Let’s cover five ways you can lower high blood pressure through dietary changes.
1. Increase your intake of fruits and vegetables
The DASH (Dietary Approaches to Stop Hypertension) diet is a very effective meal plan to lower blood pressure. The diet is high in fruits and vegetables, including 4-5 vegetable servings and 4-5 fruit servings everyday.
Fruits and vegetables are rich sources of fiber and phytonutrients essential to heart health and promotion of a lower blood pressure. The more the better!
2. Decrease sodium intake
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I’ve been receiving several questions related to this recently, so wanted to address it. Here’s an example of a question:
I am and always have been thin. I do not smoke, do not drink alcohol, eat a very healthy diet high in fruits/vegetables and low in processed foods, exercise daily, and get plenty of rest. I have been diagnosed with high blood pressure. What do I do?
In this situation the standard steps you need to take to lower high blood pressure do not necessarily apply. That doesn’t mean be lazy, don’t exercise, and eat a high fat diet. That means you need to work with your physician for a full evaluation/lab work to determine the cause of your high blood pressure, since you do not have the typical causes of high blood pressure (overweight, poor diet, etc.). Once this is known you’ll be able to outline a plan of action appropriate for your situation.
All the best,
Lisa Nelson RD
7 Natural Ways to Lower High Blood Pressure
The second Nurses Health Study has identified six dietary habits that reduce high blood pressure in women by almost 80%.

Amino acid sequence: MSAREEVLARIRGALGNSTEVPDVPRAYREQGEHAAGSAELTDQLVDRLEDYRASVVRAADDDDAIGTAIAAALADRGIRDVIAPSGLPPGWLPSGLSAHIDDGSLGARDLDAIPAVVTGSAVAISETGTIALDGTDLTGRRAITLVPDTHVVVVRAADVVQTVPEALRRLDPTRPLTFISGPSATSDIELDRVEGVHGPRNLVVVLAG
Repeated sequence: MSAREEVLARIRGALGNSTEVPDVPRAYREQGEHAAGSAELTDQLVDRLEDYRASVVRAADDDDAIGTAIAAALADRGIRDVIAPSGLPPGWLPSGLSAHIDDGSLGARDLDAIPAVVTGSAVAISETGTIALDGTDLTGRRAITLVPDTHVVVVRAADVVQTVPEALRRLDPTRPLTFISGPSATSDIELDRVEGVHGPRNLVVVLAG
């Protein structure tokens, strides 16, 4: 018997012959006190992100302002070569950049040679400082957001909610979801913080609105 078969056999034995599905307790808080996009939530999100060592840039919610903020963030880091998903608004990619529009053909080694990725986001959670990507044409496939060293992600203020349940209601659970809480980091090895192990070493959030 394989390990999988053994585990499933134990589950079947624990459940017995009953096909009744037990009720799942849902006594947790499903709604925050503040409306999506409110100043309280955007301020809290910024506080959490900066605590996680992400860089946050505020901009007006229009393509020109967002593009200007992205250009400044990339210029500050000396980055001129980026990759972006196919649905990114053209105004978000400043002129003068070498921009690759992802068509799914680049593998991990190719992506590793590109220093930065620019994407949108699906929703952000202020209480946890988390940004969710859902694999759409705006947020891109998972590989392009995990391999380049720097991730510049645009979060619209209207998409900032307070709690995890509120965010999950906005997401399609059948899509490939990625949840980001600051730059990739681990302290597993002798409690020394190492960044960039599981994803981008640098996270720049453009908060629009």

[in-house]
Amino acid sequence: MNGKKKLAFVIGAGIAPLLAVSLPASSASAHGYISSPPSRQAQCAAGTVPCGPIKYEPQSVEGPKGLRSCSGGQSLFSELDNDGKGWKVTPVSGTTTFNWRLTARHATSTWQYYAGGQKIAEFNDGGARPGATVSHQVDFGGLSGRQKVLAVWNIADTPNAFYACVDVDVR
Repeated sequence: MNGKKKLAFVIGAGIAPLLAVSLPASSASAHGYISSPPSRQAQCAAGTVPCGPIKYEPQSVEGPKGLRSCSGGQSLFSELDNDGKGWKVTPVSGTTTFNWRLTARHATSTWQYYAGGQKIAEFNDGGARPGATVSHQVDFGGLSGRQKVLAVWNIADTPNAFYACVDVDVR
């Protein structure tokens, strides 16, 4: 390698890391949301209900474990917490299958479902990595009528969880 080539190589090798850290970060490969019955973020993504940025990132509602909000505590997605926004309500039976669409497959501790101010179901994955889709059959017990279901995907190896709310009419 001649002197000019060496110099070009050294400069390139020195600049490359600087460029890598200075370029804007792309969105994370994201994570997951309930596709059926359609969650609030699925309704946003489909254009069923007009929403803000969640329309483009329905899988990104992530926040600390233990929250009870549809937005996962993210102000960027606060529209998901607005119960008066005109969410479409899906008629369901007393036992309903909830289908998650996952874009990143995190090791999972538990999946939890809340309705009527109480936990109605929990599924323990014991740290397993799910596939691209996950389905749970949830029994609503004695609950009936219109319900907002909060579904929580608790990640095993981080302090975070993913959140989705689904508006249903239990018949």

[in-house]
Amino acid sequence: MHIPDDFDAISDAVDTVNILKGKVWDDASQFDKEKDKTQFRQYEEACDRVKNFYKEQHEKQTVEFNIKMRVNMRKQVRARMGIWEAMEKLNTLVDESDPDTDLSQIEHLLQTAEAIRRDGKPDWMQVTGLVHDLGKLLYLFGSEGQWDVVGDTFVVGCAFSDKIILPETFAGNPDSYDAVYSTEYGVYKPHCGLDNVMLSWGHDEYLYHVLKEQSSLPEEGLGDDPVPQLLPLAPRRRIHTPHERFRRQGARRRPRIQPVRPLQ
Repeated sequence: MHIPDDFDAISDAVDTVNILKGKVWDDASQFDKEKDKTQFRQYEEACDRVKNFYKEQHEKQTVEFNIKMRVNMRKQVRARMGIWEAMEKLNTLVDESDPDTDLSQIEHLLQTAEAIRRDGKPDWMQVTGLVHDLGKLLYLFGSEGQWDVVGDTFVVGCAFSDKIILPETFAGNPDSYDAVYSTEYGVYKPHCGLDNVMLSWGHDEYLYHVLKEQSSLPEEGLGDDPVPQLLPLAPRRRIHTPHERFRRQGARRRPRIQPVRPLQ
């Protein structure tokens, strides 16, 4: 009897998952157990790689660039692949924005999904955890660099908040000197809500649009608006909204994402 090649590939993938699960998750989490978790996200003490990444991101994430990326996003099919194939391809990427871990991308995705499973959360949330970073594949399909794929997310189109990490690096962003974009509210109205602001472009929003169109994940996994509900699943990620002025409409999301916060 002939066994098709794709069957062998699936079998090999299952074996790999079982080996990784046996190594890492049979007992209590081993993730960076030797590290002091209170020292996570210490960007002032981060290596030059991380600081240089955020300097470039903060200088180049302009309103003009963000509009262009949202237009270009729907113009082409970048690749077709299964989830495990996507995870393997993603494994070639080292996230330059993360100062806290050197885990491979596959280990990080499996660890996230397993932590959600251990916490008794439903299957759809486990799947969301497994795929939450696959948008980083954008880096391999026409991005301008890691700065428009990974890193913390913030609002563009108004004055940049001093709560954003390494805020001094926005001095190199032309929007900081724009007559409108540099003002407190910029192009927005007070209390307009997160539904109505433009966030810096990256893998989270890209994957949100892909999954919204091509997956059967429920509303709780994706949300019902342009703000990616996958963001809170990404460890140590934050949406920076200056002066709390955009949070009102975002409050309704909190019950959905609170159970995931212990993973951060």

The Nurses Health Study includes 83,882 adult women between the ages of 27 to 44 years-old. Researchers analyzed data to determine if there was a connection between a healthy lifestyle and high blood pressure prevention.
Here are the six diet and lifestyle factors researchers identified to decrease high blood pressure risk in women.
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High blood pressure is a serious condition that requires treatment. Here are answers to five frequently asked questions you need to know.
What is high blood pressure?
Blood pressure equals the force pushing against your artery walls when your heart beats and when it rests. The systolic pressure is the force against artery walls when your heart beats (contracts), while the diastolic pressure is the pressure against your artery walls when the heart relaxes (between beats).
Continue reading ‘Lower Blood Pressure – Answers to 4 Frequently Asked Blood Pressure Questions’ »
I frequently speak to people that have the misconception sea salt is better for your heart health than regular table salt. From a chemical and nutritional standpoint, both are sodium chloride and you want to limit your sodium intake to 2300 mg (~1 tsp of table salt) or less to promote blood pressure control.
If you use kosher salt, which has larger crystals, you benefit because less salt “fits” in one teaspoon due to the larger crystal size. A teaspoon of kosher salt provides about 1900 mg sodium. Sea salt is available in this larger crystal form, also.
All the best,
Lisa Nelson, RD, LN
The Heart of Health